The “Fast and the Furious” series has featured dozens of memorable cars, but one of those cars almost didn’t get its moment in the spotlight.
The Mitsubishi Lancer Evolution VII driven by Paul Walker’s character Brian O’Connor in “2 Fast 2 Furious” could have been a Dodge Neon SRT-4.
That’s the story from Craig Lieberman, technical director on the first three “Fast and Furious” films. He’s been doing YouTube deep dives on different cars from the series, and this time around he explained how the Evo ended up in “2 Fast 2 Furious.”
“This car almost didn’t happen at all,” he said.
Universal was considering using the SRT-4, as Dodge was willing to make pre-production cars available. In contrast, it was unclear how the production crew would get any Evos. Filming took place in 2002, but the Evo VIII wasn’t scheduled to launch in the United States until 2003. Eventually, Mitsubishi offered four examples of the outgoing Evo VII originally slated for a European rally team.
Because the Evo VII was never sold in the U.S., finding parts to modify the cars was difficult, Lieberman said. So modifications were kept to a minimum. The cars got body kits, new wheels and rear spoilers, and new taillights from an automotive supplier that had paid for product placement in the film. Those taillights were actually made for the non-Evo Mitsubishi Lancer, so bodywork had to be altered to get them to fit.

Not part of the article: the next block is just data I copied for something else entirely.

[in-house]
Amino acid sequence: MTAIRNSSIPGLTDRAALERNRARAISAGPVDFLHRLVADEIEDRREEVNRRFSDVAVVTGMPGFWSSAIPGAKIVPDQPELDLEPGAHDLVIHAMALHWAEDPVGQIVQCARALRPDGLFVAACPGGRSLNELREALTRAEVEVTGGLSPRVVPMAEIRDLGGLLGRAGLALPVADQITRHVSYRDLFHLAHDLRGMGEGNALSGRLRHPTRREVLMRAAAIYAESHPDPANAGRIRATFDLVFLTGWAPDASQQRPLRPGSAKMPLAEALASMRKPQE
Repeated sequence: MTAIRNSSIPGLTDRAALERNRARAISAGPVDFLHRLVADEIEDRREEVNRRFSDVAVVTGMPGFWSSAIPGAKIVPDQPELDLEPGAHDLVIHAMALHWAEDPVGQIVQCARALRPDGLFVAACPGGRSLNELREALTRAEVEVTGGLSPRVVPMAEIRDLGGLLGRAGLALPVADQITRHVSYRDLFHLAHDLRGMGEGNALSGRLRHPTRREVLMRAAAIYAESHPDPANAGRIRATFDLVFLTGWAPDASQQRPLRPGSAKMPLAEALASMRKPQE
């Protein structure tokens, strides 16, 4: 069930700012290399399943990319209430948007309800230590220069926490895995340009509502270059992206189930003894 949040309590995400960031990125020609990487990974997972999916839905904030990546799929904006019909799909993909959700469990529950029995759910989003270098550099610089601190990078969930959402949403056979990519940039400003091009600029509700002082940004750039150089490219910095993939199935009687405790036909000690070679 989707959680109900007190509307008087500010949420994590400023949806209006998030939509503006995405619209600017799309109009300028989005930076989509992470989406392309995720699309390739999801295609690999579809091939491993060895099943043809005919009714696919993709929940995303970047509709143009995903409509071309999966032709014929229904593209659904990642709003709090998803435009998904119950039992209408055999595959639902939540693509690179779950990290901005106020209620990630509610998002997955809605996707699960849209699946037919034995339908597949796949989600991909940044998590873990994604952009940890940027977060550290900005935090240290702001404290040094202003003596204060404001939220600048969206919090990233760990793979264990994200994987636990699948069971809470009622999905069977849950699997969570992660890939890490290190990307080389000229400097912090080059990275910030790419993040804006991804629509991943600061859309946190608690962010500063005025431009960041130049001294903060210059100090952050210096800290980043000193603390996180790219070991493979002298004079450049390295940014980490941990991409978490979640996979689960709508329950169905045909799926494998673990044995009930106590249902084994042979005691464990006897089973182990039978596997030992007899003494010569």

Two “hero” cars used in close-up shots also got underflow neon, and all four cars were converted to rear-wheel drive to make them easier to slide around, Lieberman said.
The cars were also painted in a retina-searing green (it’s House of Kolor Lime Gold Kandy, in case you were wondering), with graphics that started out identical to those of Lieberman’s personal R34 Nissan Skyline GT-R. That car was eventually rented by Universal and driven by O’Connor earlier in the film, so the Evos got additional graphics to distinguish them.
The Evo was featured prominently in “2 Fast 2 Furious,” including a scene where it was raced against a Yenko Camaro. Unfortunately for Evo fans, the wide-open throttle noises used in that scene weren’t from that car, according to Lieberman. The sound was modified in postproduction with exhaust notes from a Honda S2000 and Subaru WRX—the Evo’s arch rival.
Two of the four movie cars are known to survive, according to Lieberman. One is in Pennsylvania and the other somewhere in France.